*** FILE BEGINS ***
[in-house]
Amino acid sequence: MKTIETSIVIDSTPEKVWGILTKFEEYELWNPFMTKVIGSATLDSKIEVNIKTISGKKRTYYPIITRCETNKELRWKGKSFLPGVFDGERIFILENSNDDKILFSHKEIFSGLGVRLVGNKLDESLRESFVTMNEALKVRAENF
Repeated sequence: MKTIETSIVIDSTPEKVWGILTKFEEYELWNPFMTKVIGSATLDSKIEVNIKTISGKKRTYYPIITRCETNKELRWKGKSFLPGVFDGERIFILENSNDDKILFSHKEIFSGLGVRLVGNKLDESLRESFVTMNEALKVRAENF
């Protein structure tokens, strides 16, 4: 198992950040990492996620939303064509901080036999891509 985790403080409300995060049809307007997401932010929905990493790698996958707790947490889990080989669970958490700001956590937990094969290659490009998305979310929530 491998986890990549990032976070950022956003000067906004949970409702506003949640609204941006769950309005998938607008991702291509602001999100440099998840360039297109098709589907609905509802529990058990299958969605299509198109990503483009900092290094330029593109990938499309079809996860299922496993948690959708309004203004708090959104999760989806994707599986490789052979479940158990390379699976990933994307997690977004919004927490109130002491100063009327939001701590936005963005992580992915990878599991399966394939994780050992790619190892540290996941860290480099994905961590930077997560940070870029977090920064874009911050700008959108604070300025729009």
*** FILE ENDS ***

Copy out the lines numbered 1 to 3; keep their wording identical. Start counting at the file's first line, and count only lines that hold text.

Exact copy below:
[in-house]
Amino acid sequence: MKTIETSIVIDSTPEKVWGILTKFEEYELWNPFMTKVIGSATLDSKIEVNIKTISGKKRTYYPIITRCETNKELRWKGKSFLPGVFDGERIFILENSNDDKILFSHKEIFSGLGVRLVGNKLDESLRESFVTMNEALKVRAENF
Repeated sequence: MKTIETSIVIDSTPEKVWGILTKFEEYELWNPFMTKVIGSATLDSKIEVNIKTISGKKRTYYPIITRCETNKELRWKGKSFLPGVFDGERIFILENSNDDKILFSHKEIFSGLGVRLVGNKLDESLRESFVTMNEALKVRAENF